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Making time to make a difference
Giavonna Rossi was heading to her locker in the Arts Centre after a summer class in Organic Chemistry when she saw what looked like garbage in the middle of the floor.
She bent down to pick it up and noticed a mouse was inside struggling to free itself from the sticky substance that had stopped it in its tracks. She soon realized, after checking with staff members, that the mouse was caught in what’s called a glue trap.
“At first, I was trying to get its feet unstuck but the more I tried the more the mouse kept tearing its fur and was extremely frightful and distressed,” she recalls. She pushed the box closer to the wall and asked some faculty members to try and get someone to help the mouse.
Out of the box
When Giavonna realized the traps were used in other Dal buildings, she decided to speak with Facilities Management about finding more humane traps for rodent control across the university.
“We always appreciate hearing our students’ perspectives and finding ways to include them in decisions affecting their surroundings,” says Mike Wilkinson, FM’s Environmental Services Manager. “We did not want to continue with a practice that is inhumane or offensive to some members of our community so we quickly came up with other solutions.”
“They were very willing to help and cooperate,” Giavonna says. “I had discussed these traps with PETA to find more humane alternatives of getting rid of the rodent problem. That helped us come up with different options and now Facilities Management is in the process of getting rid of all the glue traps from Dalhousie and replacing them with more humane ones — on the Halifax campuses as well as the Truro campus.”
Giavonna has also been reaching out to other universities in the area to highlight the issue and encourage them to try a different method. And she’d like to see a national initiative.
“I want to spread the word because I wasn't even aware these existed. It's the 21st century: we're better than that. I know they’re banned in other countries and would like to see them banned in Canada as well.”
Giavonna’s passion for eliminating glue traps encompasses both aspects of her double major in International Development Studies (IDS) and Biology. The connection to Biology seems more direct but Giavonna says it was her IDS classes that made her aware of issues in the local community and around the world while highlighting the responsibility we all have to take action when needed.
“We’re all connected and can do our part in educating ourselves and helping out where we see it’s needed even if it seems small. Being more aware of our surroundings that is power; power to make a change and make a difference.”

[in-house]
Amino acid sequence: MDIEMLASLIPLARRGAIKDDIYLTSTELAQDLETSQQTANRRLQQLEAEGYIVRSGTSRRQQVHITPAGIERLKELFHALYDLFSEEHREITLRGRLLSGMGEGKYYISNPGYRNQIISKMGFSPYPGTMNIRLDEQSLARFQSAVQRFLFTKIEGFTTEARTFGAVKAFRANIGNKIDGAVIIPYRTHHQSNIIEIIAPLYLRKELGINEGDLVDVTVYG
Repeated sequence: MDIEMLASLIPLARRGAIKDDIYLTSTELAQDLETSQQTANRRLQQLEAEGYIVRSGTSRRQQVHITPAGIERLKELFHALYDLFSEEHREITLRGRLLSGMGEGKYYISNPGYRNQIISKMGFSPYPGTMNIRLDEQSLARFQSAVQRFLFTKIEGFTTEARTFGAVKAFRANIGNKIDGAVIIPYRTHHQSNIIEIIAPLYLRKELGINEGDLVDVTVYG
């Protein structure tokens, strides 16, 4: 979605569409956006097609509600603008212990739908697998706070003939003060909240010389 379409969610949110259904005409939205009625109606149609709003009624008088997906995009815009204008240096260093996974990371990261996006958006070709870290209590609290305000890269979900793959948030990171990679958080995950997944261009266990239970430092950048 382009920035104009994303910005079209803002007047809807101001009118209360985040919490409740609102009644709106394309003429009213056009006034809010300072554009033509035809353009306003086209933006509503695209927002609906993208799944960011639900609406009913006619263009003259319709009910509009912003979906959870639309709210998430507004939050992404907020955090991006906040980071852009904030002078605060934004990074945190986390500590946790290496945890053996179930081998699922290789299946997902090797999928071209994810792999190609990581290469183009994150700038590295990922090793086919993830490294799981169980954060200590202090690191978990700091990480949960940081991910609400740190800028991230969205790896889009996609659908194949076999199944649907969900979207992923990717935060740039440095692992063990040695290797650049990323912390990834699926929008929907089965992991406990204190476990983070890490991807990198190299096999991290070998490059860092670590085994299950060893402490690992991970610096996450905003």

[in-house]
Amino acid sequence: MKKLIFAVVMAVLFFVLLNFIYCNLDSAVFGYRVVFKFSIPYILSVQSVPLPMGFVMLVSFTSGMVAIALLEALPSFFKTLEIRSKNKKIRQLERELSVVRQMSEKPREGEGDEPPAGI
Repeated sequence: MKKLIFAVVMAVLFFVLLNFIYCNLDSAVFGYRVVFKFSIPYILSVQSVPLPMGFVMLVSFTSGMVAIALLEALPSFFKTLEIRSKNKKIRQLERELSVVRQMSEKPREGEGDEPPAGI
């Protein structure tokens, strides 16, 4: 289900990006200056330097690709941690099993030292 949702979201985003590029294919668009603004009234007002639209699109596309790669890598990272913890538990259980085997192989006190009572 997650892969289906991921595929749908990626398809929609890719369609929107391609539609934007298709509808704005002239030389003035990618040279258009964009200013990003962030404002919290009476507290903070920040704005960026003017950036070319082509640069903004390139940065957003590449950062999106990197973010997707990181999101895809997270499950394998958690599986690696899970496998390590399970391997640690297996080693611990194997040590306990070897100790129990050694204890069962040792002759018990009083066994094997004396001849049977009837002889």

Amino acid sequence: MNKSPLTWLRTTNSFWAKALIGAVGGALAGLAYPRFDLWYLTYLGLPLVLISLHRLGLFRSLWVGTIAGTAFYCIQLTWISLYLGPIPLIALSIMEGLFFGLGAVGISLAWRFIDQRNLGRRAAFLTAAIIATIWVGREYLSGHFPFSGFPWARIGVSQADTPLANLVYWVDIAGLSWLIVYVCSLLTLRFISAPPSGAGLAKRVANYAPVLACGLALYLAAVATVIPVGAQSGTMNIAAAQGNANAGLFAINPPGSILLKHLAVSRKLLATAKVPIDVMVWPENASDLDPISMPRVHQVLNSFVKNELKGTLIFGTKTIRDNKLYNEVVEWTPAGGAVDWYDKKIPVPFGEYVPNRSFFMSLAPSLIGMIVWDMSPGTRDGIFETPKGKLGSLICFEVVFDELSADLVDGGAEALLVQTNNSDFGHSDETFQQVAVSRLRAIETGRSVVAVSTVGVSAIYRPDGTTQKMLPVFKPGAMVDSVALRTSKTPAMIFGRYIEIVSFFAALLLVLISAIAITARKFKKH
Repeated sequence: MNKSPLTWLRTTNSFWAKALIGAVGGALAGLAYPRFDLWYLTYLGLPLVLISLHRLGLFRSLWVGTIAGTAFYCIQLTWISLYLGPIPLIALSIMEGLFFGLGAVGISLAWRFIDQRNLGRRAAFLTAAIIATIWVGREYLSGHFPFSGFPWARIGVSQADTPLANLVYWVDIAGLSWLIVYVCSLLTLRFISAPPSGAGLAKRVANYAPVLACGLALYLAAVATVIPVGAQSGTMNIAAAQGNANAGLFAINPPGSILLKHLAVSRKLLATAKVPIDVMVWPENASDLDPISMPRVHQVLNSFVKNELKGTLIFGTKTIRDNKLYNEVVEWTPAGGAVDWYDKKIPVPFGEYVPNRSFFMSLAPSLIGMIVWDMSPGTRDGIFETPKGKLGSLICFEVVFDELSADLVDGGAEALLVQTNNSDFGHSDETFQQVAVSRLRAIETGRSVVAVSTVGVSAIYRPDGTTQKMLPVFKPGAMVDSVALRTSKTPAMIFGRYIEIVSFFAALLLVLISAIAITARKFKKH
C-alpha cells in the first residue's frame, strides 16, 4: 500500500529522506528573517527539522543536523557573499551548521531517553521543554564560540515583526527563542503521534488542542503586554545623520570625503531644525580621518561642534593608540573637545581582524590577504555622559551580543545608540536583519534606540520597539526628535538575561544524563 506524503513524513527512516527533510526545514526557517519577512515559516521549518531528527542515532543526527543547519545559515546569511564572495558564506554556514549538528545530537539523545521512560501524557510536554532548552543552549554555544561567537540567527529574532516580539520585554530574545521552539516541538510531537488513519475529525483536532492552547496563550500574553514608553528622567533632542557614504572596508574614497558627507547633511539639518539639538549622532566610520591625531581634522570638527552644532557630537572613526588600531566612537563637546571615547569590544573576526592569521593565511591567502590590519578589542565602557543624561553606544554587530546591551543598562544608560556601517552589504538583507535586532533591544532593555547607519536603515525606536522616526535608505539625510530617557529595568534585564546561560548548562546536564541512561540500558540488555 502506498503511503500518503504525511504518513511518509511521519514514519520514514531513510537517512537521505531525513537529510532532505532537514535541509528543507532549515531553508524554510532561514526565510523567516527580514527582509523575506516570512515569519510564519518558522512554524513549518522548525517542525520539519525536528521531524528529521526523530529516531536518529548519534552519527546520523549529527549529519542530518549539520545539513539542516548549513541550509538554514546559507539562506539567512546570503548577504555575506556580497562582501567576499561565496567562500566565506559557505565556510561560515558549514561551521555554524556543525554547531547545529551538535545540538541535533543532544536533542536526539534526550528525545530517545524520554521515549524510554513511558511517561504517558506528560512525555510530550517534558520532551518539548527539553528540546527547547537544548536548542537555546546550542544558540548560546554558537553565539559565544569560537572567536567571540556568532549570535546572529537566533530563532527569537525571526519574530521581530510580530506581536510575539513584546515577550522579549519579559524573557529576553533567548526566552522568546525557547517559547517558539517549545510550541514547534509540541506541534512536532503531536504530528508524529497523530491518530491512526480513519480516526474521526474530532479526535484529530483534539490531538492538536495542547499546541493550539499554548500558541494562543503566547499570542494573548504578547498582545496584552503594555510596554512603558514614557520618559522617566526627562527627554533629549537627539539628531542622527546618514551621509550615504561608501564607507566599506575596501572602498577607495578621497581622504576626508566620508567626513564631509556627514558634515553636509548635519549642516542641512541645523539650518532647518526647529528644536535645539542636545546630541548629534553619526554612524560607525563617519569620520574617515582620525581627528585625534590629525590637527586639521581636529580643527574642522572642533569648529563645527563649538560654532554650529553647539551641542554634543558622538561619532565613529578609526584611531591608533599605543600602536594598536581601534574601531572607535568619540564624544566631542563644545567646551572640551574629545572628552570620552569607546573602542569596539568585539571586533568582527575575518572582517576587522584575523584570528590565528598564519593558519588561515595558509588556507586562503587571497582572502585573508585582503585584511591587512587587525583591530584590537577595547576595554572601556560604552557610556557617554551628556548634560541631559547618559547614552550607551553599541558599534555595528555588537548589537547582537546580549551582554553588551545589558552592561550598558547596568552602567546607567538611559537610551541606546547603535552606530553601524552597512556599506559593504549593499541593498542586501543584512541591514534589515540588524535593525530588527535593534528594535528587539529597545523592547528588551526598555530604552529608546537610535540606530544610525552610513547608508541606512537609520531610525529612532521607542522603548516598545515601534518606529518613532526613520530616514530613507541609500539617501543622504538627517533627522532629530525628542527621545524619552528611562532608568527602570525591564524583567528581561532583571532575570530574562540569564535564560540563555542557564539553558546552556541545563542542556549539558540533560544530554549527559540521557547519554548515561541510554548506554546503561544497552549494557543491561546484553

As if a double major wasn’t enough, Giavonna is also doing a minor in Music. Music is one of her many passions and she loves making people feel good through her music.
“I've always performed and volunteered ever since I was very young. It's really fun and rewarding to give back in bringing joy to others,” she explains. “I know some people who played an instrument in high school but when they came to university stopped playing, I could never do that, I love my music and it is also a great stress reliever.”
It might seem a dizzying combination of topics to keep straight but Giavonna says it works well for her. “I like to be diverse and well rounded and couldn’t imagine focusing on one thing. It keeps it interesting and I love the challenge.”
Giavonna enjoys a range of activities outside of her school work as well. This summer she helped form the first ever Dalhousie Pre-Law Society — just ratified in July. When she’s not on campus, Giavonna volunteers at the Veterans Memorial hospital, and is studying for her 10th level for piano and ARCT for flute with the Royal Conservatory of Music. She’s accomplished the Gold level in the Duke of Edinburgh Award Program and is a third-degree black belt in Taekwondo.
“Overall, I like to make a difference and give back. I feel that's what everyone should do in any small way they can,” she says. “If there's something very important to them they should go for it because some people might not realize it’s an issue . Like with the mice — a lot of people either don't take the time or they don’t know the problem exists. For me education is the start of change.”
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